Software engg. pressman_ch-10

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Software engg. pressman_ch-10

  1. 1. Chapter 10 Architectural Design Software Engineering: A Practitioner’s Approach, 6th edition by Roger S. Pressman 1
  2. 2. Software Architecture  The software architecture of a program or computing system is the structure or structures of the system, which comprise the software components, the externally visible properties of those components, and the relationships among them. — Bass. et al. 2
  3. 3. Why Architecture?  Architecture is a representation of a system that enables the software engineer to: 1. analyze the effectiveness of the design in meeting its stated requirements, 2. consider architectural alternatives at a stage when making design changes is still relatively easy, and 3. reduce the risks associated with the construction of the software. 3
  4. 4. Data Design  Architectural level → Database design  data mining  data warehousing  Component level → Data structure design 4
  5. 5. What principles are applicable to data design? 1. The systematic analysis principles applied to function and behavior should also be applied to data. 2. All data structures and the operations to be performed on each should be identified. 3. A mechanism for defining the content of each data object should be established and used to define both data and the operations applied to it. 4. Low-level data design decisions should be deferred until late in the design process. 5
  6. 6. What principles are applicable to data design 5. The representation of a data structure should be known only to those modules that must make direct use of the data contained within the structure. 6. A library of useful data structures and the operations that may be applied to them should be developed. 7. A software design and programming language should support the specification and realization of abstract data types. 6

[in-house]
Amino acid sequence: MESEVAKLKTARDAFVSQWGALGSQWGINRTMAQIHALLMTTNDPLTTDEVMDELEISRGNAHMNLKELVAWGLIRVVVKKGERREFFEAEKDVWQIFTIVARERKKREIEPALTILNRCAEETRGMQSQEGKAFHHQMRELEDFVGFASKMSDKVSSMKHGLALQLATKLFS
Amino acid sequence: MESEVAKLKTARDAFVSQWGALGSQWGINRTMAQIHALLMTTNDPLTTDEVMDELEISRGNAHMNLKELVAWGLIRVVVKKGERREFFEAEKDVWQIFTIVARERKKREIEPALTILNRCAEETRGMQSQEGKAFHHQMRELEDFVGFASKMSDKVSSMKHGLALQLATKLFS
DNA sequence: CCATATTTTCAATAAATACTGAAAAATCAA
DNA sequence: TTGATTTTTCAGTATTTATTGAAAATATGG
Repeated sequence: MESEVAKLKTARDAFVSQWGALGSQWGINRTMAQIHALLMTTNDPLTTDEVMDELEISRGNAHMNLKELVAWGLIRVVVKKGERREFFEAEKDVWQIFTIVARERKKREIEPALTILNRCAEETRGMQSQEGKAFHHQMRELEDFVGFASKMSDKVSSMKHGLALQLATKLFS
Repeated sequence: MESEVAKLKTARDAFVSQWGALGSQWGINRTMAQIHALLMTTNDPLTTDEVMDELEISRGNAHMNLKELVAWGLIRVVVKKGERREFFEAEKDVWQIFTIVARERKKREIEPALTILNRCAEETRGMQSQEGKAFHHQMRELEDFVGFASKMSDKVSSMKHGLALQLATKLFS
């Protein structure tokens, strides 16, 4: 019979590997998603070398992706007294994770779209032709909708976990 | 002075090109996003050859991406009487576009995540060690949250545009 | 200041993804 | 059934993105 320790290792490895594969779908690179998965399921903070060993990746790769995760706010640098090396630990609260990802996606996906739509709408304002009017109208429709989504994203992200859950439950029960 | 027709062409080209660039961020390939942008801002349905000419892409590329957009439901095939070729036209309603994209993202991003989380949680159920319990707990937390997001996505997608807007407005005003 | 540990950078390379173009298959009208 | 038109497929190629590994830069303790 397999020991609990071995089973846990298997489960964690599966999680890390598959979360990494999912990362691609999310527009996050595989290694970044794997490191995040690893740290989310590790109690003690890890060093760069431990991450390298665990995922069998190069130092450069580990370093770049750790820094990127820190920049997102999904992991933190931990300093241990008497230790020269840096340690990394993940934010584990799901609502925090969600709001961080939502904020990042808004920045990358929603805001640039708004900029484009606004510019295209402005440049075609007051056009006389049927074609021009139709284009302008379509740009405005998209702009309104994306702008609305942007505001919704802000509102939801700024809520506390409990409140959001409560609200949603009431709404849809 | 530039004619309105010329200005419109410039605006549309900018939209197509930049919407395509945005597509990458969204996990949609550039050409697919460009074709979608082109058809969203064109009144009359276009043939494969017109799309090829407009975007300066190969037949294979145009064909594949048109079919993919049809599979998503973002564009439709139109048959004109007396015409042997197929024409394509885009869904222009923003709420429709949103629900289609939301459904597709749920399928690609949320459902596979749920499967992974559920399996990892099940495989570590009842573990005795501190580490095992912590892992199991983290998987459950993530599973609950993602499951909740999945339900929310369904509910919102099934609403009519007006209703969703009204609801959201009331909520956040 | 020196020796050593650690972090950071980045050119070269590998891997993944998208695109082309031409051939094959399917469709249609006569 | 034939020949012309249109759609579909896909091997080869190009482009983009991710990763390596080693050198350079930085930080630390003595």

7. 7. Architectural Styles  Each style describes a system category that encompasses: 1. a set of components (e.g., a database, computational modules) that perform a function required by a system, 2. a set of connectors that enable “communication, coordination, and cooperation” among components, 3. constraints that define how components can be integrated to form the system, and 4. semantic models that enable a designer to understand the overall properties of a system. 7
  8. 8. Specific Styles      Data-centered architecture Data flow architecture Call and return architecture Object-oriented architecture Layered architecture 8
  9. 9. Data-Centered Architecture 9
  10. 10. Data-Centered Architecture  Data store resides at the center of this architecture and is accessed frequently by other components that update, add, delete or otherwise modify data within the store.  Client software accesses a central repository.  Some cases, the data repository is passive, that is client software accesses the data independent of any changes to the data or the actions of other client software.  A variation on this approach transforms the repository into a blackboard that sends notifications to client software when data of interest to the client changes.  A data-centered architecture promotes integrability. That is, existing components can be changed and new client components added to the architecture without concern about other clients. 10  Client components independently execute processes.
  11. 11. Data-Flow Architecture 11
  12. 12. Data-Flow Architecture This architecture is applied when input data are to be transformed through a series of computational or manipulative components into output data. A pipe and filter structure has a set of components, called filters, connected by pipes that transmit data from one component to the next. Each filter works independently of those components upstream and downstream, is designed to expect data input of a certain form, and produces data output of a specified form. Filter does not require knowledge of the workings of its neighboring filters. 12